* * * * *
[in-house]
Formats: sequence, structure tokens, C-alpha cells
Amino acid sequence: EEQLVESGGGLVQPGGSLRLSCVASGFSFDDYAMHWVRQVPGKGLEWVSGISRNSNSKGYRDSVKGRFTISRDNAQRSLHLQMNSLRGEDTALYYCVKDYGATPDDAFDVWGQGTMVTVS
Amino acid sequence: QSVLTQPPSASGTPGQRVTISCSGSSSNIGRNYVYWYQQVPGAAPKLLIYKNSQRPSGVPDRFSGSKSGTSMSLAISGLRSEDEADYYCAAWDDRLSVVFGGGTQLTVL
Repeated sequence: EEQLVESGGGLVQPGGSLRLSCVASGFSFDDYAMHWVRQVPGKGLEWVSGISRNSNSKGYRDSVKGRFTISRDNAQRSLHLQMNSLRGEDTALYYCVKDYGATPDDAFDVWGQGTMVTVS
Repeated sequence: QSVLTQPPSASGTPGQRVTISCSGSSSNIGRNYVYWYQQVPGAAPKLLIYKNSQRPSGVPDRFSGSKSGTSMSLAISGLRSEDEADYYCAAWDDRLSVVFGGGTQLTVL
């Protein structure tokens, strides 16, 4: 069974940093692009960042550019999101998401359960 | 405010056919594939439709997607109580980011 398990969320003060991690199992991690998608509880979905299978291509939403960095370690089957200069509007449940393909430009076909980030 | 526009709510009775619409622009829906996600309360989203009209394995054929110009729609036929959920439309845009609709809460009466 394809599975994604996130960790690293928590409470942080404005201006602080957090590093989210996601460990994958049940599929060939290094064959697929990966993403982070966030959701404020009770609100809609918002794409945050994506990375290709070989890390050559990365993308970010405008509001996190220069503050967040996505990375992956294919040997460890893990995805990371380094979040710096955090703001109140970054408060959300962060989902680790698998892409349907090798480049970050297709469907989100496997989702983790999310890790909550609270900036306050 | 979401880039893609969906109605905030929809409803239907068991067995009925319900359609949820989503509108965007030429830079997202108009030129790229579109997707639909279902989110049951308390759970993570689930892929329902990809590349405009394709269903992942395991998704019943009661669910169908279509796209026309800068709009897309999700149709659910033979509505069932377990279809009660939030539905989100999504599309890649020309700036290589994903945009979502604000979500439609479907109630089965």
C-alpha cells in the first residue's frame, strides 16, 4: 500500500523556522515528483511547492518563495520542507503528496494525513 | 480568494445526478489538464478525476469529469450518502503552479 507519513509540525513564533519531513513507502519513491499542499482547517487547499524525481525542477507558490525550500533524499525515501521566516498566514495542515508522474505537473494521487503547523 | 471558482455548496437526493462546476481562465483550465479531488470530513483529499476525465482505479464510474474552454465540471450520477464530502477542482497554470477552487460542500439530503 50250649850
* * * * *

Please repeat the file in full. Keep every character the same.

[in-house]
Formats: sequence, structure tokens, C-alpha cells
Amino acid sequence: EEQLVESGGGLVQPGGSLRLSCVASGFSFDDYAMHWVRQVPGKGLEWVSGISRNSNSKGYRDSVKGRFTISRDNAQRSLHLQMNSLRGEDTALYYCVKDYGATPDDAFDVWGQGTMVTVS
Amino acid sequence: QSVLTQPPSASGTPGQRVTISCSGSSSNIGRNYVYWYQQVPGAAPKLLIYKNSQRPSGVPDRFSGSKSGTSMSLAISGLRSEDEADYYCAAWDDRLSVVFGGGTQLTVL
Repeated sequence: EEQLVESGGGLVQPGGSLRLSCVASGFSFDDYAMHWVRQVPGKGLEWVSGISRNSNSKGYRDSVKGRFTISRDNAQRSLHLQMNSLRGEDTALYYCVKDYGATPDDAFDVWGQGTMVTVS
Repeated sequence: QSVLTQPPSASGTPGQRVTISCSGSSSNIGRNYVYWYQQVPGAAPKLLIYKNSQRPSGVPDRFSGSKSGTSMSLAISGLRSEDEADYYCAAWDDRLSVVFGGGTQLTVL
């Protein structure tokens, strides 16, 4: 069974940093692009960042550019999101998401359960 | 405010056919594939439709997607109580980011 398990969320003060991690199992991690998608509880979905299978291509939403960095370690089957200069509007449940393909430009076909980030 | 526009709510009775619409622009829906996600309360989203009209394995054929110009729609036929959920439309845009609709809460009466 394809599975994604996130960790690293928590409470942080404005201006602080957090590093989210996601460990994958049940599929060939290094064959697929990966993403982070966030959701404020009770609100809609918002794409945050994506990375290709070989890390050559990365993308970010405008509001996190220069503050967040996505990375992956294919040997460890893990995805990371380094979040710096955090703001109140970054408060959300962060989902680790698998892409349907090798480049970050297709469907989100496997989702983790999310890790909550609270900036306050 | 979401880039893609969906109605905030929809409803239907068991067995009925319900359609949820989503509108965007030429830079997202108009030129790229579109997707639909279902989110049951308390759970993570689930892929329902990809590349405009394709269903992942395991998704019943009661669910169908279509796209026309800068709009897309999700149709659910033979509505069932377990279809009660939030539905989100999504599309890649020309700036290589994903945009979502604000979500439609479907109630089965």
C-alpha cells in the first residue's frame, strides 16, 4: 500500500523556522515528483511547492518563495520542507503528496494525513 | 480568494445526478489538464478525476469529469450518502503552479 507519513509540525513564533519531513513507502519513491499542499482547517487547499524525481525542477507558490525550500533524499525515501521566516498566514495542515508522474505537473494521487503547523 | 471558482455548496437526493462546476481562465483550465479531488470530513483529499476525465482505479464510474474552454465540471450520477464530502477542482497554470477552487460542500439530503 50250649850